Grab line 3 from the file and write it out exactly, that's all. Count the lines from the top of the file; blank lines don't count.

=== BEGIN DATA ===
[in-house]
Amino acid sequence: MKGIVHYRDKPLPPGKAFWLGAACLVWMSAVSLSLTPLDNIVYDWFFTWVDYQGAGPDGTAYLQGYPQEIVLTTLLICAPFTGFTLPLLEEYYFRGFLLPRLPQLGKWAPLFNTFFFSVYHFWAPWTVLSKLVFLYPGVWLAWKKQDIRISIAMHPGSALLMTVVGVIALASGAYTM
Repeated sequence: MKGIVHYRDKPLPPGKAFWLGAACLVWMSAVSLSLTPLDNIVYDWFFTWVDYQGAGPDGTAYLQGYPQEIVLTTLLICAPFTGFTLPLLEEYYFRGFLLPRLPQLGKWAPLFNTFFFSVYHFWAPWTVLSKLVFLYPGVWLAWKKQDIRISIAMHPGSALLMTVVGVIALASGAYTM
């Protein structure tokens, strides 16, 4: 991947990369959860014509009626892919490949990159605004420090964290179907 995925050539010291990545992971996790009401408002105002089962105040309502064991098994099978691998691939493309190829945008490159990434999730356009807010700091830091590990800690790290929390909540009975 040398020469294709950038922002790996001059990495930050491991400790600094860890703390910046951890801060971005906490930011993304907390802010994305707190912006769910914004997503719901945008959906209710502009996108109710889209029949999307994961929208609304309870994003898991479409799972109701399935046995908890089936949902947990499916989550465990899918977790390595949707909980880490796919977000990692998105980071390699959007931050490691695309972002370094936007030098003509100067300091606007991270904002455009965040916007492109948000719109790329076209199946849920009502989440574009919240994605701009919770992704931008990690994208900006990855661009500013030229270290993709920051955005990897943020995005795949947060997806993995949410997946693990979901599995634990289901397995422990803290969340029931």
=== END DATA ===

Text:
Repeated sequence: MKGIVHYRDKPLPPGKAFWLGAACLVWMSAVSLSLTPLDNIVYDWFFTWVDYQGAGPDGTAYLQGYPQEIVLTTLLICAPFTGFTLPLLEEYYFRGFLLPRLPQLGKWAPLFNTFFFSVYHFWAPWTVLSKLVFLYPGVWLAWKKQDIRISIAMHPGSALLMTVVGVIALASGAYTM